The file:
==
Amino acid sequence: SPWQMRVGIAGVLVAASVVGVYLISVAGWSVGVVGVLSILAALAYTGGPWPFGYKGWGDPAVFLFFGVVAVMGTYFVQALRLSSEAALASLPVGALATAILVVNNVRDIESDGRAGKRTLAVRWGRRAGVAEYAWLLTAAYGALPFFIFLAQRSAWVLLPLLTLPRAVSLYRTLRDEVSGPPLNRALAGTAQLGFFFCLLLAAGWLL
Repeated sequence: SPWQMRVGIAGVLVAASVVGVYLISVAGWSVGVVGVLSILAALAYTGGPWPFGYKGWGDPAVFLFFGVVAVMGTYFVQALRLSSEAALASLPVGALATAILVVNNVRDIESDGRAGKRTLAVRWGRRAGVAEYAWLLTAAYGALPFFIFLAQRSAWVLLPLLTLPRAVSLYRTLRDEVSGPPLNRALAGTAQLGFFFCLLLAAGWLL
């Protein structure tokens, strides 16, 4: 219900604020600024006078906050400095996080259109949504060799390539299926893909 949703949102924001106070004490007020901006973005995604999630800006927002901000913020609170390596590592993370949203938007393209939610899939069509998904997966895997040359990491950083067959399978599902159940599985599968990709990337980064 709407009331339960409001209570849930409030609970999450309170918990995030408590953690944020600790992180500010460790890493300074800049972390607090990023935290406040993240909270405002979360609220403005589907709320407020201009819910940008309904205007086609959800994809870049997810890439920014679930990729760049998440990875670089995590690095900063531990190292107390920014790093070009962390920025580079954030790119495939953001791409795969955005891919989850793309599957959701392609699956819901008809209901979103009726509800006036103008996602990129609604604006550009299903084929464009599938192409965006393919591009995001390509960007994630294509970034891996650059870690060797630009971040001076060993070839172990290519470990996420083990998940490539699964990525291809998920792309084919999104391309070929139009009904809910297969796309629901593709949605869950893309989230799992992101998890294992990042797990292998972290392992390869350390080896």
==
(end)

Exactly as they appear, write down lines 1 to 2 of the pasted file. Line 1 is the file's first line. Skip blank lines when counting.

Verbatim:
Amino acid sequence: SPWQMRVGIAGVLVAASVVGVYLISVAGWSVGVVGVLSILAALAYTGGPWPFGYKGWGDPAVFLFFGVVAVMGTYFVQALRLSSEAALASLPVGALATAILVVNNVRDIESDGRAGKRTLAVRWGRRAGVAEYAWLLTAAYGALPFFIFLAQRSAWVLLPLLTLPRAVSLYRTLRDEVSGPPLNRALAGTAQLGFFFCLLLAAGWLL
Repeated sequence: SPWQMRVGIAGVLVAASVVGVYLISVAGWSVGVVGVLSILAALAYTGGPWPFGYKGWGDPAVFLFFGVVAVMGTYFVQALRLSSEAALASLPVGALATAILVVNNVRDIESDGRAGKRTLAVRWGRRAGVAEYAWLLTAAYGALPFFIFLAQRSAWVLLPLLTLPRAVSLYRTLRDEVSGPPLNRALAGTAQLGFFFCLLLAAGWLL